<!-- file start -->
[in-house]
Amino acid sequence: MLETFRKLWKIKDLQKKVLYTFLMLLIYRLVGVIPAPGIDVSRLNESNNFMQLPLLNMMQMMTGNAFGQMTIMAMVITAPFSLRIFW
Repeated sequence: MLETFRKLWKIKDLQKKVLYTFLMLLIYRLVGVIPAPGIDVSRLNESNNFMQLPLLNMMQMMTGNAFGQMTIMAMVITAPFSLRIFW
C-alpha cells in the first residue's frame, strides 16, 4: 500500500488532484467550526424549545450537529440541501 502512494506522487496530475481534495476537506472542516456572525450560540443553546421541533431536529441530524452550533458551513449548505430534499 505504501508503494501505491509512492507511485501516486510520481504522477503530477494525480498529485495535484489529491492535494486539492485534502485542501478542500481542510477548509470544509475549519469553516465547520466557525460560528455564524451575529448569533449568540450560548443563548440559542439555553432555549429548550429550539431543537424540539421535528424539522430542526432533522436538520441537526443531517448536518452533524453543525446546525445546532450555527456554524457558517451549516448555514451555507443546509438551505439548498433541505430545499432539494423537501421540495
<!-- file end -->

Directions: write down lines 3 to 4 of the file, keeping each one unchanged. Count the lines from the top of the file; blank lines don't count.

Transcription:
Repeated sequence: MLETFRKLWKIKDLQKKVLYTFLMLLIYRLVGVIPAPGIDVSRLNESNNFMQLPLLNMMQMMTGNAFGQMTIMAMVITAPFSLRIFW
C-alpha cells in the first residue's frame, strides 16, 4: 500500500488532484467550526424549545450537529440541501 502512494506522487496530475481534495476537506472542516456572525450560540443553546421541533431536529441530524452550533458551513449548505430534499 505504501508503494501505491509512492507511485501516486510520481504522477503530477494525480498529485495535484489529491492535494486539492485534502485542501478542500481542510477548509470544509475549519469553516465547520466557525460560528455564524451575529448569533449568540450560548443563548440559542439555553432555549429548550429550539431543537424540539421535528424539522430542526432533522436538520441537526443531517448536518452533524453543525446546525445546532450555527456554524457558517451549516448555514451555507443546509438551505439548498433541505430545499432539494423537501421540495